Pete Davidson and Ariana Grande's Relationship Validated the Intense Way I Love

Davidson’s openness about the effect of borderline personality disorder on his love life gave me hope.

Pete Davidson and Ariana Grande walking together while sucking on lollipops
Photo: Getty Images

From 2017 to 2018, the main component of my personality was my utter infatuation with Pete Davidson. The reason I loved Davidson was because he was 6'4," but also because of his candor about his borderline personality disorder (BPD) diagnosis. For me, that was everything.

I also have BPD. I was diagnosed in early 2017 and was afraid to tell most of the people in my life. After all, BPD is a highly stigmatized, misunderstood mental health disorder marked by emotional regulation troubles, suicidal behavior, and unstable relationships. For Davidson to discuss his BPD journey on such a public stage was freeing. It was a rebellion. In fact, I was so inspired I decided to finally share my own diagnosis online in October 2018.

I followed Davidson's career closely, dying at every "Weekend Update'' appearance the comedian made. His ability to make dark things funny made me feel a close connection to the SNL star, as most of my coping is through humor, too. Anyway, I was crushin' hard when reports emerged in May 2018 of his relationship with Ariana Grande — and I did what any other heartbroken gal would do: I poured a big ass glass of wine and mourned the imaginary, would-be relationship we never got to have.

However, as time passed, I grew up, and eventually developed a genuine affection for the couple. While their relationship didn't make a lot of sense to most given the rapid timeline, from "casually dating" to being engaged in a matter of weeks, I totally understood.

Pete Davidson and Ariana Grande appearing happy together at the MTV VMAs
Getty Images

In an interview with GQ, Davidson said, "The day I met her, I was like, 'Hey, I'll marry you tomorrow."

Yeah, feel ya on that, Pete, I remember thinking. Because that quote matched how I loved, too: quick and headfirst. For so long, I thought this made me broken and kept me from dating altogether. All my love affairs had been kamikaze, crashing and burning before they even had the chance to begin.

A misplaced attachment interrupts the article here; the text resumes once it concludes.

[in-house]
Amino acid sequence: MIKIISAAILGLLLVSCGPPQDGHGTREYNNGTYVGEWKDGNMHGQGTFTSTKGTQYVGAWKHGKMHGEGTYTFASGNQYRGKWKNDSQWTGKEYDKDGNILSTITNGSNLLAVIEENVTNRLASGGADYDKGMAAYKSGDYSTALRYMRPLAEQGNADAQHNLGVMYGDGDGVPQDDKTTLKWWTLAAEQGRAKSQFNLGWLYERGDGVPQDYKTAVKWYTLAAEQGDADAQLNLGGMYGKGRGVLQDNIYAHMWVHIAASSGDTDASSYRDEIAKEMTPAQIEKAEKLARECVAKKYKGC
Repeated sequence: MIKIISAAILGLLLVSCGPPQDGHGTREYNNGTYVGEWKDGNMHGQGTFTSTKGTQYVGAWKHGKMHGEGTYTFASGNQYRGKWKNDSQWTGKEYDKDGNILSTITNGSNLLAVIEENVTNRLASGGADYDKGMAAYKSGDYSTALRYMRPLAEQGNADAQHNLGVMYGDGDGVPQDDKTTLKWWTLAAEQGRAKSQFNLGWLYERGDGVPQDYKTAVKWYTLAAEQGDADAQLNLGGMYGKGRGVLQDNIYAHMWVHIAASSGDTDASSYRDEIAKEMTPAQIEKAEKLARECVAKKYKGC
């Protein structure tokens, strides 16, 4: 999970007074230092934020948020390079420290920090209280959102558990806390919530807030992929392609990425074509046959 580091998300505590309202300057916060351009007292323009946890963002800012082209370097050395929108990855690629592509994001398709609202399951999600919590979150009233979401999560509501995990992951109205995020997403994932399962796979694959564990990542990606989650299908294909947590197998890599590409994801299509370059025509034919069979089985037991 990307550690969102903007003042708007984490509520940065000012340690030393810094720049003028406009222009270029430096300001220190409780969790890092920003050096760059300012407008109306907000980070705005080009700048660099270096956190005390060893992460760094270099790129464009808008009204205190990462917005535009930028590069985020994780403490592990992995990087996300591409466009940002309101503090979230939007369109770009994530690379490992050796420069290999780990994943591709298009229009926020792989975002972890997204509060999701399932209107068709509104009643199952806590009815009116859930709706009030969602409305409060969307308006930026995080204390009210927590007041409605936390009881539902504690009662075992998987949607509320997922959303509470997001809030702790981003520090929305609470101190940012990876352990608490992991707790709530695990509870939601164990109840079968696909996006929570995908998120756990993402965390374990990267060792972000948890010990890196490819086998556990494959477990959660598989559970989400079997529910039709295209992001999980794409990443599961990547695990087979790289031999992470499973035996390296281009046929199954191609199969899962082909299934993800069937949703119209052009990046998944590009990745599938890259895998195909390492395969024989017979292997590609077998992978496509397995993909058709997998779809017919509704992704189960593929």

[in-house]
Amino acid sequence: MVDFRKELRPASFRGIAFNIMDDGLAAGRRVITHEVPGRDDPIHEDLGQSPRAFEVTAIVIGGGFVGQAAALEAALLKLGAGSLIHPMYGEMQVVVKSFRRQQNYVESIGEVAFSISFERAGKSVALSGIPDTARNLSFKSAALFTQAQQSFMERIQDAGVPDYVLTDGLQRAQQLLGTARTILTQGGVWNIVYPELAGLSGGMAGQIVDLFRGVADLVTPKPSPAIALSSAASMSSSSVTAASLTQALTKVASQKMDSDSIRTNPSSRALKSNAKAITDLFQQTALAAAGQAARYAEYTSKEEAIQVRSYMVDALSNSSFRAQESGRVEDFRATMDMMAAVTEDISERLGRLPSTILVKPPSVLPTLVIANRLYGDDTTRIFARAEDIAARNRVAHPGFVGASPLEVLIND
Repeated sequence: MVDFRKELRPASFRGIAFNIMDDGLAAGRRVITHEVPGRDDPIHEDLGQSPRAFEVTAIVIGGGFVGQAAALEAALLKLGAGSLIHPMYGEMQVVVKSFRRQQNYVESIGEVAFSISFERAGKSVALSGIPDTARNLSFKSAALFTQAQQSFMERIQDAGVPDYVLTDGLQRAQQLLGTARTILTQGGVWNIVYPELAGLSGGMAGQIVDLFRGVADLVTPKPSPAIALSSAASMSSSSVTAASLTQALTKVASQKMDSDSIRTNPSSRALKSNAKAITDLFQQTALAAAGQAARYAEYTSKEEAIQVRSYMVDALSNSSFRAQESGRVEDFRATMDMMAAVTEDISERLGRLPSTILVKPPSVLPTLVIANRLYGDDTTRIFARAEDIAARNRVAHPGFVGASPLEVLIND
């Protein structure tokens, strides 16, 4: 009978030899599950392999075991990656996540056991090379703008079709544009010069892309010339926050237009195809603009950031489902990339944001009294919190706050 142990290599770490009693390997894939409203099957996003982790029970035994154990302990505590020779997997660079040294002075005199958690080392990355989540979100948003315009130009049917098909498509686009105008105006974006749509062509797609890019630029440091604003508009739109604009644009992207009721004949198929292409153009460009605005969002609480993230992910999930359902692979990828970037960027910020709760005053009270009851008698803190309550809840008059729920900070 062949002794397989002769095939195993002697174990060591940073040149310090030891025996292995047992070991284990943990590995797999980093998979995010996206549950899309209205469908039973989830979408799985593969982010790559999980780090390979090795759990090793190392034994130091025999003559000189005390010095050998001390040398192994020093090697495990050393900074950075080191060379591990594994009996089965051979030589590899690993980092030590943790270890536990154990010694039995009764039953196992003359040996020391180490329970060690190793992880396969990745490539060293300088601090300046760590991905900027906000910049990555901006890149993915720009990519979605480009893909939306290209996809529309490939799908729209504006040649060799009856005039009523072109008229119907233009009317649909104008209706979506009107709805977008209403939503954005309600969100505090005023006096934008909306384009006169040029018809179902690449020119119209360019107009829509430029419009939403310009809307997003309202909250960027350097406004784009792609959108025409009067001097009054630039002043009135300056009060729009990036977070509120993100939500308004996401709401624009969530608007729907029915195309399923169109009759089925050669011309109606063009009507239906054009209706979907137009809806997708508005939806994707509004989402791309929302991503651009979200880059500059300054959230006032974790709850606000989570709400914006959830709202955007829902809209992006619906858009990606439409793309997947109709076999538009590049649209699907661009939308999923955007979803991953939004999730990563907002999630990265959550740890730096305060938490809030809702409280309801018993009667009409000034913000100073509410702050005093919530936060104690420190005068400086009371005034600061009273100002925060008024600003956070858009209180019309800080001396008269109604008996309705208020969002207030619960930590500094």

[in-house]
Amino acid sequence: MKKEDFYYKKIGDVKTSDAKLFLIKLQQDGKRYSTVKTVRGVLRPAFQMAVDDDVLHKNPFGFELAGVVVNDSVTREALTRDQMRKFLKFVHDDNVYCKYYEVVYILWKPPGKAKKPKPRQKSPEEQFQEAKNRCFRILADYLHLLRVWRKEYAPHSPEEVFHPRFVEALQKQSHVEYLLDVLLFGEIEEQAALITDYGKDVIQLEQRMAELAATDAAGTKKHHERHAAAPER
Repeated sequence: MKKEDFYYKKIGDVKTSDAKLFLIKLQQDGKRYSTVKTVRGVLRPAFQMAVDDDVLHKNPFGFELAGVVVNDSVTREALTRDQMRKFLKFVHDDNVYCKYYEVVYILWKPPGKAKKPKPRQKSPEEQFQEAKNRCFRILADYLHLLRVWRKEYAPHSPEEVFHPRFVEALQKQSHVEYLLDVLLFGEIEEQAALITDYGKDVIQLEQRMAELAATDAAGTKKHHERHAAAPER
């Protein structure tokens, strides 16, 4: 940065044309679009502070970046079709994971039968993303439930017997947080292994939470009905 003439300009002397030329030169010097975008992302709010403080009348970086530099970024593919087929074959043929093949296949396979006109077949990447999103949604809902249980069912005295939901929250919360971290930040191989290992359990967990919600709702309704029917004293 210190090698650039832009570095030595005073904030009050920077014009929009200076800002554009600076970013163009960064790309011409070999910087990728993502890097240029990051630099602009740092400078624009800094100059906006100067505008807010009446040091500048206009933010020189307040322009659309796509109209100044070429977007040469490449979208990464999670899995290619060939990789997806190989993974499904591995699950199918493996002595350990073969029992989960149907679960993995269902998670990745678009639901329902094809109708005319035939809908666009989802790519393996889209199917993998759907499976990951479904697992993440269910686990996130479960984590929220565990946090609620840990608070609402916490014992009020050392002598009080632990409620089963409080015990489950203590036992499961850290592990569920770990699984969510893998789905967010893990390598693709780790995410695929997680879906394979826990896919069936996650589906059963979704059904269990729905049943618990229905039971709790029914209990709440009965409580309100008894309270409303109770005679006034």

When people began to speculate about Davidson's mental health, questioning his ability to have a healthy, truly meaningful relationship with Grande due to his BPD, I began to worry more about my fears being founded in truth. However, on his now-deleted Instagram, Davidson addressed the commentary:

"Normally I wouldn't comment on something like this ... " he wrote. "But I been hearing a lot of 'people with bpd can't be in relationships' talk. I just wanna let you know that's not true."

This quote gave me all the hope I needed. If Pete and Ari could work in the stressful and very public eye, perhaps one day I could find someone, too. They made me believe the intense way I love is okay.

And then, a mere few months later, they parted ways for good.

Soon, the online chatter about Davidson's mental health began to turn to even nastier bullying, so much so that Grande had to ask her fans to stop.

"...please let whatever point you're trying to make go," Grande wrote on Instagram. "I will always have irrevocable love for [Davidson] and if you've gotten any other impression from my recent work, you might have missed the point."

The recent work in question was, of course, her hit "thank u, next," in which Grande addresses Davidson and other exes by name, expressing gratitude for those relationships whose expiration dates had passed.

And maybe that's the lesson I should be drawing from Ari and Pete, not that I am incapable of loving and being loved, but that sometimes beautiful things end. I can appreciate them for what they were when they were. Their end doesn't make them less real or meaningful.

We often measure the value of love by the amount of time spent loving, but perhaps that's not an accurate gauge. Maybe it truly is quality over quantity. Maybe the brief but intense encounters can make the biggest impression on us.

I'd call Pete and Ariana's relationship a tornado. A tornado doesn't mean to cause havoc. It's just what it's made to do. It doesn't know better, it simply runs its course. A tornado also only lasts an average of 10 minutes, not a long time to make a big impact. And yet, it still can.

As I said, I always appreciated Davidson for his ability to bring light to darkness. I also thought this made him a more interesting person capable of deeper feelings. But maybe the depths of our beings are not defined by our abilities to understand the sad things but by our willingness to trust in the good things when they happen to come along. For Ari, the good thing was Dalton Gomez, to whom she is now married. For Pete, it's Kim Kardashian, who he is seriously dating.

Maybe my love story is just on the horizon. I just need to trust my life enough to turn the page.

Breakups That Broke Us is a column about the failed celebrity relationships that convinced us love is dead.

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